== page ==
Jonathon Porritt vs John Atkin: Sustainable Farming
Newcastle University (NIRS) are at the forefront of research on sustainability and hosted a debate yesterday between Jonathon Porritt and John Atkin (Syngenta) entitled “Sustainable Intensification versus Low Input Farming”
In my mind few issue are of greater importance that how to feed 7-9 billion people without degrading the air, soil, water, and climate on which food production systems depend. Two main schools of thought are greater intensification vs organic. Intensification is associated with larger farm sizes, mono-culture, increased mechanisation, increased use of fertilizer, and hi-tech such as GM crops. Organic farming practices are usually more labour intensive, often more diverse in terms of crops / livestock, reuse more nutrients within smaller farm systems, and obviously don’t use externally generated fertilizers and insecticides.
Whatever the environmental benefits of organic it is widely agreed (and mentioned by Porritt) that organic yields are lower and there is not enough land to feed the world without any application of fertilizer. I was therefore interested that this debate was not termed “intensification versus organic”, but “sustainable intensification versus low input farming“. The result was actually that Porritt and Atkin agreed on much such as hi-tech farming methods, eating less meat, and even the cautious use of GM crops was volunteered by Porritt. Towards the end of the debate it almost seemed to be a case of fighting for rational middle ground with calls for greater knowledge and research from going down well in the university setting. However in the summing up differences were spelled out especially by Porritt who stressed that environmental impacts associated with food production should be properly costed, small farms are more productive than large, and more people globally should be engaged with farming. Atkin’s motto was “Get more from less” in order to feed growing city populations, and this has to be done on scale using ‘sustainable’ methods such as bio-controls, seed treatments, precision use of fertiliser, GM / hybrids, and greater monitoring to reduce and refine the use of sprays.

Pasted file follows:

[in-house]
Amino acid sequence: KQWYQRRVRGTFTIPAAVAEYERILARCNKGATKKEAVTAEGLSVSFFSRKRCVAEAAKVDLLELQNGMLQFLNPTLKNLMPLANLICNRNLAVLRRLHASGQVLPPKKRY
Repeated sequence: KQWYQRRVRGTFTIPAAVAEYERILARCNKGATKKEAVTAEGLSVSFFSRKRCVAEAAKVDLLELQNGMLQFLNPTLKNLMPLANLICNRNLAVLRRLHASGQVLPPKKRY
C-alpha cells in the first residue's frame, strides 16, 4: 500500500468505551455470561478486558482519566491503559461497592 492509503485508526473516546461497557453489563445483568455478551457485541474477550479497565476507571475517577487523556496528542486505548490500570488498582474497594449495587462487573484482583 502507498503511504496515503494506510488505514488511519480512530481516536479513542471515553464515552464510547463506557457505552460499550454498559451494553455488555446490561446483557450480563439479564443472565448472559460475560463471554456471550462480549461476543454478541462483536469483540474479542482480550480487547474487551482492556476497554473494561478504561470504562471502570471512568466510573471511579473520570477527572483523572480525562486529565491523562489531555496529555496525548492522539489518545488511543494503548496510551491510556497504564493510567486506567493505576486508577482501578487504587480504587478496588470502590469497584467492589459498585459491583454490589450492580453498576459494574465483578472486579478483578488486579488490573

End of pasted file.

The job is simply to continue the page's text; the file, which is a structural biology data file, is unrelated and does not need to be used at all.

By the end a disagreement about the value that city farms and vertical farming could have to play in feeding large populations in urban areas exposed deeper philosophical differences between the two speakers; science-driven big business solving the worlds problems vs the capacity and creativity of individuals to help themselves if empowered and given the knowledge and tools.
A fascinating debate, and I will go away and explore the research to which Porritt referred that small farms are more productive than large (surely he wasn’t referring to my beleaguered allotment!)
by Marek Bidwell (Bidwell Management Systems)
(6th July 2012)